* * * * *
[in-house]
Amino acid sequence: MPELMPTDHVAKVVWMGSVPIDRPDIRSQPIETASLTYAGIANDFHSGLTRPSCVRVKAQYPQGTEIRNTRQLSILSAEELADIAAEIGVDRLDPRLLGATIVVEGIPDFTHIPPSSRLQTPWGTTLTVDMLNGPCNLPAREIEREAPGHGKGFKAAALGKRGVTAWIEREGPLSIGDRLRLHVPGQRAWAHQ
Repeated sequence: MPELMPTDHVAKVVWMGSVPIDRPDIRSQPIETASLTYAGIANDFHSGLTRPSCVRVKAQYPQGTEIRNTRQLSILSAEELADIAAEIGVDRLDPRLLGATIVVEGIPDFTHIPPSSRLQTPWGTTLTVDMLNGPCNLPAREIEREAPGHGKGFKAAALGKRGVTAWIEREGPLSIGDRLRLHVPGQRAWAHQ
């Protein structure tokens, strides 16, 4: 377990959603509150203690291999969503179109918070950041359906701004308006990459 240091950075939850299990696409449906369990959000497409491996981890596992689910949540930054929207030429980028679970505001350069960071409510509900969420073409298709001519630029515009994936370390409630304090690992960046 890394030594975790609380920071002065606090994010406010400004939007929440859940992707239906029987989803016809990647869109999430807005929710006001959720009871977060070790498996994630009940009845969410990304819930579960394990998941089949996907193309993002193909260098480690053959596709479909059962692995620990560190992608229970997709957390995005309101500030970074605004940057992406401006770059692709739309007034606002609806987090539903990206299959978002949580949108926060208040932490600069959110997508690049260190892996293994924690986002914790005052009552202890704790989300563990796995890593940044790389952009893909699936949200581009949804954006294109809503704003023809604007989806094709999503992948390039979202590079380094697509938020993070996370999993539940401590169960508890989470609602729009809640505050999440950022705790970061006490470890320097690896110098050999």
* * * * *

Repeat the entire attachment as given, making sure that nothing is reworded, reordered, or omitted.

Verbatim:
[in-house]
Amino acid sequence: MPELMPTDHVAKVVWMGSVPIDRPDIRSQPIETASLTYAGIANDFHSGLTRPSCVRVKAQYPQGTEIRNTRQLSILSAEELADIAAEIGVDRLDPRLLGATIVVEGIPDFTHIPPSSRLQTPWGTTLTVDMLNGPCNLPAREIEREAPGHGKGFKAAALGKRGVTAWIEREGPLSIGDRLRLHVPGQRAWAHQ
Repeated sequence: MPELMPTDHVAKVVWMGSVPIDRPDIRSQPIETASLTYAGIANDFHSGLTRPSCVRVKAQYPQGTEIRNTRQLSILSAEELADIAAEIGVDRLDPRLLGATIVVEGIPDFTHIPPSSRLQTPWGTTLTVDMLNGPCNLPAREIEREAPGHGKGFKAAALGKRGVTAWIEREGPLSIGDRLRLHVPGQRAWAHQ
């Protein structure tokens, strides 16, 4: 377990959603509150203690291999969503179109918070950041359906701004308006990459 240091950075939850299990696409449906369990959000497409491996981890596992689910949540930054929207030429980028679970505001350069960071409510509900969420073409298709001519630029515009994936370390409630304090690992960046 890394030594975790609380920071002065606090994010406010400004939007929440859940992707239906029987989803016809990647869109999430807005929710006001959720009871977060070790498996994630009940009845969410990304819930579960394990998941089949996907193309993002193909260098480690053959596709479909059962692995620990560190992608229970997709957390995005309101500030970074605004940057992406401006770059692709739309007034606002609806987090539903990206299959978002949580949108926060208040932490600069959110997508690049260190892996293994924690986002914790005052009552202890704790989300563990796995890593940044790389952009893909699936949200581009949804954006294109809503704003023809604007989806094709999503992948390039979202590079380094697509938020993070996370999993539940401590169960508890989470609602729009809640505050999440950022705790970061006490470890320097690896110098050999």